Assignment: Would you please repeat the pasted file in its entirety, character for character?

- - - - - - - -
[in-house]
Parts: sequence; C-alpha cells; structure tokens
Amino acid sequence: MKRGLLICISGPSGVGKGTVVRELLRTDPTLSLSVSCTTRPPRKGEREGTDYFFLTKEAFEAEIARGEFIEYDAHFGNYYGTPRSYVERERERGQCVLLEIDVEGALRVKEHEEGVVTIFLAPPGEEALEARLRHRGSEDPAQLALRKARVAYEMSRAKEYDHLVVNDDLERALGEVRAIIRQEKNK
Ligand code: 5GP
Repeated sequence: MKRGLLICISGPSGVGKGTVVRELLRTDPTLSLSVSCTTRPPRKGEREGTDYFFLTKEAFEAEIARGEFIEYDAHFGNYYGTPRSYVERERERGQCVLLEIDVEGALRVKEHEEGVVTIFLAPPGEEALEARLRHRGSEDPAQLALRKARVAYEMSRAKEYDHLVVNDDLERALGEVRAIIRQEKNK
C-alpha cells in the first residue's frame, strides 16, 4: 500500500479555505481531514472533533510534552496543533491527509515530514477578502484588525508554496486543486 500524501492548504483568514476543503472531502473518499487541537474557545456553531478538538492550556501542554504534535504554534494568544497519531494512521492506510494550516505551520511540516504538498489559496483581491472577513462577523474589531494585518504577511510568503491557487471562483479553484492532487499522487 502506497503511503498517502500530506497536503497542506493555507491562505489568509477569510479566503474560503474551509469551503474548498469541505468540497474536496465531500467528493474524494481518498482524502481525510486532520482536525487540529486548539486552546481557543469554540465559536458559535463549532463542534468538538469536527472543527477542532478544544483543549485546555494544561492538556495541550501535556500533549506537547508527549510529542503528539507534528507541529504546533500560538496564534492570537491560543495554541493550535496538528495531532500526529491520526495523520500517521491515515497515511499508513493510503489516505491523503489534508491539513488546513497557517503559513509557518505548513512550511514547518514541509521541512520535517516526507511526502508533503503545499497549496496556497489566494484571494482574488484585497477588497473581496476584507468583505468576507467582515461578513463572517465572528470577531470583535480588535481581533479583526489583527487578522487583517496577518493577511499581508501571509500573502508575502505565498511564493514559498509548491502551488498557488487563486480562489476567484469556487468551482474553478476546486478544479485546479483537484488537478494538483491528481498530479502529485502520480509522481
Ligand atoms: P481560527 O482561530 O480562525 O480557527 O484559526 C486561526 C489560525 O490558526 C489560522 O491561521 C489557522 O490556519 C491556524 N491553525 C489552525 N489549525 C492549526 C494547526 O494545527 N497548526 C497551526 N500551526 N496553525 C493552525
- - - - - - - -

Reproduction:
[in-house]
Parts: sequence; C-alpha cells; structure tokens
Amino acid sequence: MKRGLLICISGPSGVGKGTVVRELLRTDPTLSLSVSCTTRPPRKGEREGTDYFFLTKEAFEAEIARGEFIEYDAHFGNYYGTPRSYVERERERGQCVLLEIDVEGALRVKEHEEGVVTIFLAPPGEEALEARLRHRGSEDPAQLALRKARVAYEMSRAKEYDHLVVNDDLERALGEVRAIIRQEKNK
Ligand code: 5GP
Repeated sequence: MKRGLLICISGPSGVGKGTVVRELLRTDPTLSLSVSCTTRPPRKGEREGTDYFFLTKEAFEAEIARGEFIEYDAHFGNYYGTPRSYVERERERGQCVLLEIDVEGALRVKEHEEGVVTIFLAPPGEEALEARLRHRGSEDPAQLALRKARVAYEMSRAKEYDHLVVNDDLERALGEVRAIIRQEKNK
C-alpha cells in the first residue's frame, strides 16, 4: 500500500479555505481531514472533533510534552496543533491527509515530514477578502484588525508554496486543486 500524501492548504483568514476543503472531502473518499487541537474557545456553531478538538492550556501542554504534535504554534494568544497519531494512521492506510494550516505551520511540516504538498489559496483581491472577513462577523474589531494585518504577511510568503491557487471562483479553484492532487499522487 502506497503511503498517502500530506497536503497542506493555507491562505489568509477569510479566503474560503474551509469551503474548498469541505468540497474536496465531500467528493474524494481518498482524502481525510486532520482536525487540529486548539486552546481557543469554540465559536458559535463549532463542534468538538469536527472543527477542532478544544483543549485546555494544561492538556495541550501535556500533549506537547508527549510529542503528539507534528507541529504546533500560538496564534492570537491560543495554541493550535496538528495531532500526529491520526495523520500517521491515515497515511499508513493510503489516505491523503489534508491539513488546513497557517503559513509557518505548513512550511514547518514541509521541512520535517516526507511526502508533503503545499497549496496556497489566494484571494482574488484585497477588497473581496476584507468583505468576507467582515461578513463572517465572528470577531470583535480588535481581533479583526489583527487578522487583517496577518493577511499581508501571509500573502508575502505565498511564493514559498509548491502551488498557488487563486480562489476567484469556487468551482474553478476546486478544479485546479483537484488537478494538483491528481498530479502529485502520480509522481
Ligand atoms: P481560527 O482561530 O480562525 O480557527 O484559526 C486561526 C489560525 O490558526 C489560522 O491561521 C489557522 O490556519 C491556524 N491553525 C489552525 N489549525 C492549526 C494547526 O494545527 N497548526 C497551526 N500551526 N496553525 C493552525